So no, I have no list of trusted dealers. What I can show you is a long list of dealers that rarely give upfront any meaningful assurances about the origins of the majority of their stock (and no indication that such information exists anywhere and what its quality is). I would say - personally - that these are dealers I'd not trust for that very reason.

" I don’t want to buy illegal items..."
I am not talking about "they can't touch you for it legality" but truly ethical collecting.

"If you do me that service I will be grateful, and I will see that you are not the close minded individual I currently take you for"
Oh, wow. I'll sleep easier knowing that some anonymous collector the other side of the sea who cannot get their facts straight has changed her opinion about me...

"I truly hope you are willing to help myself and others find good honest dealers (it is after all why I first went to your blog)"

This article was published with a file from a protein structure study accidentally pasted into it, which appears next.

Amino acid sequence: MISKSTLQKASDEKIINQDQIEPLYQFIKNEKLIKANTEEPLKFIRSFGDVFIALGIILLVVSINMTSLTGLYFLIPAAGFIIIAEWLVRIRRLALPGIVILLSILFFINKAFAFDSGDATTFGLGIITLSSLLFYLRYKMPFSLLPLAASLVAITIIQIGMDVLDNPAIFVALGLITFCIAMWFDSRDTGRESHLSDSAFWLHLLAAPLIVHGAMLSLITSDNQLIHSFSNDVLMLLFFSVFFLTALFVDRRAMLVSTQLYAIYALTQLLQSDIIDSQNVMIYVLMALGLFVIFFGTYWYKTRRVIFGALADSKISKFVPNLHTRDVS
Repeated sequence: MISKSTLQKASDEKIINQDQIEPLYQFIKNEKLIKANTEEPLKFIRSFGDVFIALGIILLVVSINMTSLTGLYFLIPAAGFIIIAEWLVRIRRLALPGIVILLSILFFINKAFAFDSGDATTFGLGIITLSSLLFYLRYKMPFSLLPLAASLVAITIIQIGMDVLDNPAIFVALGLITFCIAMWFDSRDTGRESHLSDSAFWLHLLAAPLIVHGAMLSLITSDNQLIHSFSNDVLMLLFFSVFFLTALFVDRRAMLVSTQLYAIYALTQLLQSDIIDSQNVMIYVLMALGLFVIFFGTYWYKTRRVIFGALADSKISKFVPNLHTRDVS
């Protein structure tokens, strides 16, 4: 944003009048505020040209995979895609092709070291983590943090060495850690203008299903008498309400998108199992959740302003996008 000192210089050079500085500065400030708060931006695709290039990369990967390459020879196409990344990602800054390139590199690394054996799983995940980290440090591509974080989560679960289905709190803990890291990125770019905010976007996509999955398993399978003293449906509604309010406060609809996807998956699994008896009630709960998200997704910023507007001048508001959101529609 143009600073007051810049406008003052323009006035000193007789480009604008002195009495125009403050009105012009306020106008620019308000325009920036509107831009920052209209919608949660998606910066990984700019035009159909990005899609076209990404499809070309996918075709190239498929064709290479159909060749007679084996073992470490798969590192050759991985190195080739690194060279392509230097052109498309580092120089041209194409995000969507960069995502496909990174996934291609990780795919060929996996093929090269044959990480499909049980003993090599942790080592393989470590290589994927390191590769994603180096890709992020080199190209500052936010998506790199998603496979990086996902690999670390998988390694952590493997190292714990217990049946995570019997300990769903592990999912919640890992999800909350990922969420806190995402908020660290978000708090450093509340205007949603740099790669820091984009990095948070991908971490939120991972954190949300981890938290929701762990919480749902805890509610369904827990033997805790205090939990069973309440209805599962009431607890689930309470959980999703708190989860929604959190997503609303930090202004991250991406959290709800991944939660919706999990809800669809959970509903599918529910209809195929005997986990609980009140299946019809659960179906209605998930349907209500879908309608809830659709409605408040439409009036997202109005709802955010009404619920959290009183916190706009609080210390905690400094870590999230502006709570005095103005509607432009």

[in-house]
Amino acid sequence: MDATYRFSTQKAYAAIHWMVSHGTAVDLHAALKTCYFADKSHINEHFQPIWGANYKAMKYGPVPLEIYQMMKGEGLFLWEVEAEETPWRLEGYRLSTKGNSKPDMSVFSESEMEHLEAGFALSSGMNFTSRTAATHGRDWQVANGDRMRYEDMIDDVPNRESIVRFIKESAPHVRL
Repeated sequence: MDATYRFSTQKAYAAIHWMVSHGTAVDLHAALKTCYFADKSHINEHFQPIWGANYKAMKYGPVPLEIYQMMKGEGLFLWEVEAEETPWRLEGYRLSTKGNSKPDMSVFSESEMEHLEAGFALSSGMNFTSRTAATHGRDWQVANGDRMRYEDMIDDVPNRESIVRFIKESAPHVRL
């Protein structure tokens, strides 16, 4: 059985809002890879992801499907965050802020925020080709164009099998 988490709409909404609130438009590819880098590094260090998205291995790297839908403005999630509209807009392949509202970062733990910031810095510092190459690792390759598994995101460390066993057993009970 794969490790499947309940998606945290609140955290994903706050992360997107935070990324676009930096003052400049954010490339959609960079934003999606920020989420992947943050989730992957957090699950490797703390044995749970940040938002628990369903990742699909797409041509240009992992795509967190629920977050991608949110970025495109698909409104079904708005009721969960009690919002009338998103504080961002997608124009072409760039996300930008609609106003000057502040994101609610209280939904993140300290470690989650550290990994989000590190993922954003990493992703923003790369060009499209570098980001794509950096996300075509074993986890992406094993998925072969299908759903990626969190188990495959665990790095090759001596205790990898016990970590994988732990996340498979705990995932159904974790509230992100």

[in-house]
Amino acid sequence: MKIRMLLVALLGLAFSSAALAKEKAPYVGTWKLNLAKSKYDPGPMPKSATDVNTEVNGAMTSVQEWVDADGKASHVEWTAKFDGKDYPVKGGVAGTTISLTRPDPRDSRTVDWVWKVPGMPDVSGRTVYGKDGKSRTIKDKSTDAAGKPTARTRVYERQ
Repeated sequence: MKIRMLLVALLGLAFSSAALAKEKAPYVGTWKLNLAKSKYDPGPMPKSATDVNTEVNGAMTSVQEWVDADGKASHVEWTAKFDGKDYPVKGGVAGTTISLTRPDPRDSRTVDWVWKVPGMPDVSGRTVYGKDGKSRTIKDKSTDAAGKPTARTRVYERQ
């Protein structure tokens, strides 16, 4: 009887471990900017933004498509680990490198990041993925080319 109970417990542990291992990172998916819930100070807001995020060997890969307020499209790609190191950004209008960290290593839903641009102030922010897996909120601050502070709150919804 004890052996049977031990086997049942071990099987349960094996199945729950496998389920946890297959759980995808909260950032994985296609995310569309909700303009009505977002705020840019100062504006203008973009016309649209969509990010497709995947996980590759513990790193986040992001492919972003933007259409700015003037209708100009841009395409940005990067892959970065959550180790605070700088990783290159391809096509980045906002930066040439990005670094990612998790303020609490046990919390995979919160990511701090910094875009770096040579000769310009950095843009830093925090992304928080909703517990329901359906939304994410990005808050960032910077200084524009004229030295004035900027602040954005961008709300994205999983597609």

So, there is no chance that you will read what I say about no-questions-asked collecting for yourself, and think through for yourself how one can identify and avoid no-questions-asked dealing?

You want it handed on a plate?

That is exactly my point about collectors and their self-centred could-not-care-less attitudes at the root of the problem.

If you are incapable of working it out for yourself, then I suggest you take up collecting something less intellectually demanding. Beer bottle caps for example.

As I have said many times, outside policing is only of limited effectiveness, what we need is truly ethical collectors demanding truly ethical items from the dealers that supply them and rejecting all others.